Prince Ivanhoe sails north – Talk of a supporting vessel for Waverley goes back as far as 1976. In October Shanklin went on the market and was bought in the name of a newly formed company on 6th November. Shanklin left for Glasgow on 13th November. Because of appalling weather forecasts her captain took the ship to anchor in Torbay, and stayed for four days. When she finally got away from Devon she had a reasonable passage via Land’s End and the Irish Coast to the Clyde. Her railway insignia had been painted out at Southampton and the residents of Tighnabruaich were treated to a sight not seen for 11 years – A ‘Macbrayne’ funnel in the Kyles.
Bristol Channel cruises under the Waverley banner – Excursion sailings this year are to be provided using both Waverley and Prince Ivanhoe in an operation that has full support of the Society. There had been every indication that Balmoral or the other Campbell vessel Devonia would be used in a 1981 season similar to last year’s. Outline plans were announced and coupon books put on sale. In the third week of January Campbell’s wrote to purchasers to advise that it was no longer possible for them to provide steamer services on the Bristol Channel.
Kingswear Castle progress report – Advantage is being taken of extra time on the slip to complete the sponson brackets and commence the assembly of the paddle boxes. Decking for the new sponsons is needed and in the absence of funds for timber, steel plate may be used. The new paddle shaft bearing brackets are fitted in position awaiting the shaft/wheel assemblies and new frames have been welded in around the counter stern. Significantly about two tons of scrap has been removed from the ship. Everyone will be sorry to hear that Lawrie Beal has announced his resignation as Project Leader. It was Lawrie who, by stepping forward in 1972, when no-one else seemed able or willing, probably saved KC from the breakers’ yard. Lest anyone think that he has lost enthusiasm it should be appreciated that he is still vitally concerned with the assembly of the paddle wheels and other jobs away from the ship.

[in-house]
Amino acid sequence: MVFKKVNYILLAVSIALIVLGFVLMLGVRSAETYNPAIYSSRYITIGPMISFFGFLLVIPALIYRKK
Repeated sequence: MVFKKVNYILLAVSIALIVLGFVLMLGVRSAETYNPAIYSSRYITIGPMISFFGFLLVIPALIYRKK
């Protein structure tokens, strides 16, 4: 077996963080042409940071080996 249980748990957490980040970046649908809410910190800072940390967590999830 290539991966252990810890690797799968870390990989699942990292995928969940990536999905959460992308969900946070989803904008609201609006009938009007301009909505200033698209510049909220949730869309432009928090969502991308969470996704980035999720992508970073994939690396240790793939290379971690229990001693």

North of the Border – Maid of the Loch lost £176,000 and Glen Sannox £200,000 last summer on cruising and it was confirmed in January that Glen Sannox would be withdrawn from excursion work but retained on the Clyde to provide ferry back-up.